Johnson denies he let Earnhardt win, sounds off on Junior Nation
Most experts -- and drivers -- say it's one of the last places you want to be on the final lap at a superspeedway: The lead.
Out front with nothing but the finish line ahead of you, a line of cars barreling down on you, looking to slingshot past you on one last pass. A sitting duck if there ever was one in NASCAR.
Yet Dale Earnhardt Jr. found himself in exactly that spot at Talladega last Sunday . . . in fact, he found himself there with nearly 30 laps to go, with none other Jimmie Johnson on his tail the entire time.
Yet Johnson never made that slingshot move. Never tried to make a pass. In fact, during the broadcast, the NASCAR on FOX crew stated it wouldn't be surprising if Johnson instead pushed Earnhardt to the GEICO 500 win, giving his Hendrick Motorsports teammate his first win of the season.
On Tuesday, Johnson gave his side of the story, and he used a little humor to get his point across.
Speaking in Charlotte to promote the upcoming All-Star Race, Johnson was asked who he predicted to win the race.
"Since I let Junior win last week ..." he was quoted by ESPN as saying.
Then he took aim at social media.
"(The social media reaction) was more about, 'You owed us, thanks for letting Junior win,'" USA Today quoted Johnson as saying. "I'm like, 'For one, I didn't owe you. Two, you're taking away what your driver did. He won the race! You're acting like I just let him win the race."
"You'd think they'd would stand up and be like, 'My guy kicked butt today and he won the race,'" said Johnson, who finished second. "Instead, there's been a lot of, 'Oh, well you let him win."
Among his other replies when addressing the issue:
"There was never a thought of letting Earnhardt win."
"That's the most ridiculous thing ever."
Johnson said that he actually did want to make the final pass, but 1) had come out of line too early in the past and fallen out of the top 10 and had no intention of doing that again, and 2) he was waiting for a line to form at the bottom of the track but it never formed. He added that when he realized the line wasn't coming, he tried to drag his brakes to get then-third-place driver Ryan Blaney to give him a push, but the 48 never got enough of a shove to make a move.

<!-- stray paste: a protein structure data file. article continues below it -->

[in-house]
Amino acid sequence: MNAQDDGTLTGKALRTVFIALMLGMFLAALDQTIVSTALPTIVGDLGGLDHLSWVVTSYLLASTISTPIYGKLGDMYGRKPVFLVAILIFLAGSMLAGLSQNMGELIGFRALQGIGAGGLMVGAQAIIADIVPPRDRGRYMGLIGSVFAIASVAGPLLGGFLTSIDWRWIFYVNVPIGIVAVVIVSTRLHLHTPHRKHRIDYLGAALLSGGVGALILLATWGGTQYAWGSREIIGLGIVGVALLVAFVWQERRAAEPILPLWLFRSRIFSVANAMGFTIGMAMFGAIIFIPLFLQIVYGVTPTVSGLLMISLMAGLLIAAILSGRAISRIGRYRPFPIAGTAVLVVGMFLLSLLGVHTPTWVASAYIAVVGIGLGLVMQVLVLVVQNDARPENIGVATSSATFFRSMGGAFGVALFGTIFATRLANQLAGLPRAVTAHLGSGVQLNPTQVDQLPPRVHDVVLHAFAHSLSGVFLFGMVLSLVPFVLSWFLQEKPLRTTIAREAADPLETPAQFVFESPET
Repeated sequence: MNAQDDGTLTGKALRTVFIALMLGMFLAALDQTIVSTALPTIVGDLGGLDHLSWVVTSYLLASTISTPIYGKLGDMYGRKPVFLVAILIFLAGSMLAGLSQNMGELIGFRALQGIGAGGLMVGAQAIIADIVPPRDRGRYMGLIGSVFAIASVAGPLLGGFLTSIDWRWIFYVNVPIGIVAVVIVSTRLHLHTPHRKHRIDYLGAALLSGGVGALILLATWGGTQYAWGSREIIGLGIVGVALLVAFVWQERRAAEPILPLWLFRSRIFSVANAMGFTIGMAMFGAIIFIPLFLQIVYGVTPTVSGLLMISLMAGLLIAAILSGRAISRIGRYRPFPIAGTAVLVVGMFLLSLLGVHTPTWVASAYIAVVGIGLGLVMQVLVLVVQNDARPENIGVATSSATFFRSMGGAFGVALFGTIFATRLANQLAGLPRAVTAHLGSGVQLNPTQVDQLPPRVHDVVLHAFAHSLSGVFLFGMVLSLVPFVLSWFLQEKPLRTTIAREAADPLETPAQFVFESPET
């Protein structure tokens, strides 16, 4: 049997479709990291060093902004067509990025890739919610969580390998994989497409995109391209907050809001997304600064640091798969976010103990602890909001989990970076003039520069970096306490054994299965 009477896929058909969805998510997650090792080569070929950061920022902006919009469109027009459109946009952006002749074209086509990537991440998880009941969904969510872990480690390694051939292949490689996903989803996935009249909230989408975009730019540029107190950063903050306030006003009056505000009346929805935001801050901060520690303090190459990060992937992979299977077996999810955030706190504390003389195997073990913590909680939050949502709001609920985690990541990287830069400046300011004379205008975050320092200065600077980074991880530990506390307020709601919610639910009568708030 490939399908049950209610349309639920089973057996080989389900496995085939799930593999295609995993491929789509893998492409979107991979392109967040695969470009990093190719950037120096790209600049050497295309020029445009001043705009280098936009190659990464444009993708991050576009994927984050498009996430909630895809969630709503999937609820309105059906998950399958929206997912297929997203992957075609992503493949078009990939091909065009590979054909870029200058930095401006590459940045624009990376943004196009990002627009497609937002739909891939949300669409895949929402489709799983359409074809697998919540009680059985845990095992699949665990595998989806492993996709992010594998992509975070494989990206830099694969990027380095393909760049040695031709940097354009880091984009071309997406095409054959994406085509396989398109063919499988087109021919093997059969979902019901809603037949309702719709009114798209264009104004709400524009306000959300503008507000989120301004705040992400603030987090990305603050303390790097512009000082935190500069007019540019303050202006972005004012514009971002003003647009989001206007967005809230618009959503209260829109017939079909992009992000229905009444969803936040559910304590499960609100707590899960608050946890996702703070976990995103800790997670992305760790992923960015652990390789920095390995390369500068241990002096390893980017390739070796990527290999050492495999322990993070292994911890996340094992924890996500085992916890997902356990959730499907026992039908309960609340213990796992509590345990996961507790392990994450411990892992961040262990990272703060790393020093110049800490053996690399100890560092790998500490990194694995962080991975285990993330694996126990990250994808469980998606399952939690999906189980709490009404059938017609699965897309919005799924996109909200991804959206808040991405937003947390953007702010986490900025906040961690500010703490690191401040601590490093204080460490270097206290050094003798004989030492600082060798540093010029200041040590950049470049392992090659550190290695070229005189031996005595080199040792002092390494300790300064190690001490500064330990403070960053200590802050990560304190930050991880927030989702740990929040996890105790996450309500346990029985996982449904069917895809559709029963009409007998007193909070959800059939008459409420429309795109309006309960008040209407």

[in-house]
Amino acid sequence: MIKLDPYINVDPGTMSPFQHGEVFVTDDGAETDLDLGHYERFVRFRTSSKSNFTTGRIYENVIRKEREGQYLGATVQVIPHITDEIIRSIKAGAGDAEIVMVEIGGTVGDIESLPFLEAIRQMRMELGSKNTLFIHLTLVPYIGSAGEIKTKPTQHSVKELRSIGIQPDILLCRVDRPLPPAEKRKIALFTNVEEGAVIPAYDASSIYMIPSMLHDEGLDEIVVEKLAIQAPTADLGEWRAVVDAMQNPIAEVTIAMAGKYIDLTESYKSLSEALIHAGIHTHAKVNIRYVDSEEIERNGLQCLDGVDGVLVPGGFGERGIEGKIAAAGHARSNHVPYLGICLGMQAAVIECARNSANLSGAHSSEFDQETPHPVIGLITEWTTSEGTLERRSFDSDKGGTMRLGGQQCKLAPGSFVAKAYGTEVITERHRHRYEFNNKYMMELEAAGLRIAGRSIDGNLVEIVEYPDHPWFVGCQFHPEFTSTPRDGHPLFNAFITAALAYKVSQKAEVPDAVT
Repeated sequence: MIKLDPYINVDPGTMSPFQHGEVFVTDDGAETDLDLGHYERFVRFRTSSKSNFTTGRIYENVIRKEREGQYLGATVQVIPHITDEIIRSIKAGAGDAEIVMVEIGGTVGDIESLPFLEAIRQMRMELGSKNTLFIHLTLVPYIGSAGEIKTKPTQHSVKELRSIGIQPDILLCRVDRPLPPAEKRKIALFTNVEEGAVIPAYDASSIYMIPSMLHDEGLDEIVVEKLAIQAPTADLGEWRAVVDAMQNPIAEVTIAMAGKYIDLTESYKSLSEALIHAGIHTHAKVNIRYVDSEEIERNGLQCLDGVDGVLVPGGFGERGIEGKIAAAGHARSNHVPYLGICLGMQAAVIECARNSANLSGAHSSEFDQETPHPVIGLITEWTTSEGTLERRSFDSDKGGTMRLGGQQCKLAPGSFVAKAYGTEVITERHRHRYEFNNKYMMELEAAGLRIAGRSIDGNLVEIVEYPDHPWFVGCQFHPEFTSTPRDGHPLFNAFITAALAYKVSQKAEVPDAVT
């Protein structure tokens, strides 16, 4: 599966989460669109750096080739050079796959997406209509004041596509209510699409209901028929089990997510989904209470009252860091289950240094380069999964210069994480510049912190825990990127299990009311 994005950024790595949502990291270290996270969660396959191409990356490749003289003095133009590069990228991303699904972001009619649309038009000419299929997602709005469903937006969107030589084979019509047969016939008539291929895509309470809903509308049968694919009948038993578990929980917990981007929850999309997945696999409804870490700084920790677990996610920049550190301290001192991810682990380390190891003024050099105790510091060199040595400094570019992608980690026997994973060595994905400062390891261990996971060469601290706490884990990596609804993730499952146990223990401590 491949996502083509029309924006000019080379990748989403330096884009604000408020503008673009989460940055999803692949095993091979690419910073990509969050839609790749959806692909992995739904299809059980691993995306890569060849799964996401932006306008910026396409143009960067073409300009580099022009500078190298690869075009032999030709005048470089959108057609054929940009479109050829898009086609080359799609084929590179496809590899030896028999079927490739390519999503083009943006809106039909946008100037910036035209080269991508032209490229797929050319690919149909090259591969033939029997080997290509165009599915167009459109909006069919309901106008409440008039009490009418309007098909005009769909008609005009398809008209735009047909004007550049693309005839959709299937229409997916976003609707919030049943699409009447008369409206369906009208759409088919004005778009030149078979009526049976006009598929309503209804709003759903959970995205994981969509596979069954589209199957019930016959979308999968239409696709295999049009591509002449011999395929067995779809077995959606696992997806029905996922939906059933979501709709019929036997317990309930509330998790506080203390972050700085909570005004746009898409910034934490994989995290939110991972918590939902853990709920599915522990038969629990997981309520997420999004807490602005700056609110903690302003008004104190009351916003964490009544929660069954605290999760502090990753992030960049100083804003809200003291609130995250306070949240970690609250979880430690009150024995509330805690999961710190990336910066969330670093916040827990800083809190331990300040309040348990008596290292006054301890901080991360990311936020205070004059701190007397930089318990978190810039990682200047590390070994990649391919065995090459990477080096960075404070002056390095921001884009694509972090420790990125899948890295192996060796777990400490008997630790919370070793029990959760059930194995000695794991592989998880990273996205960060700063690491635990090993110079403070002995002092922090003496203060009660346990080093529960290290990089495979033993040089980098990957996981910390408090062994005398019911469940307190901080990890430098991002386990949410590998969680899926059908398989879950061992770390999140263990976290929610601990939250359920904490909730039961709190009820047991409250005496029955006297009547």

In the end, Denny Hamlin made the boldest move out of fourth place, but he was too far from Earnhardt and not close enough to trailing cars to make a winning run. Johnson finished the race in second, Blaney fourth and Hamlin ninth, offering some validity to Johnson's concern about the car falling out of line first falling back the farthest.
As for that whole "you owed us" business from Earnhardt fans?
In the 2011 Aaron's 499 at Talladega, it was Johnson using a push from Earnhardt to win, Junior ultimately finishing fourth and clearly focused on the push rather than making a move for the win. After the race, cameras caught Johnson going over to Earnhardt while Junior was still in his car and offering the runner-up his checkered flag.
“I handed it to him,” Johnson said at the time. “And he said, ‘Man, I don't want that.’ I said, "Well, I have to give you something for the push and working with me." He said, ‘No, that's what teammates do.’ I smiled and I said, ‘Take the damn flag. I'll give you the trophy, too.' He says, ‘No, I don't want the trophy. I'll take the flag, though.’"
It was a scene that didn't sit well with Junior Nation, particularly considering the second-place finish stretched their driver's winless streak to 101 consecutive races at the time.
And does he think Junior's win will get the 88 fans off his back now?
"If it makes them happy, that’s cool," NASCAR.com quoted Johnson as saying. "I’m afraid to have them on my side because they’ve hated me forever, so I don’t know if I really want all this."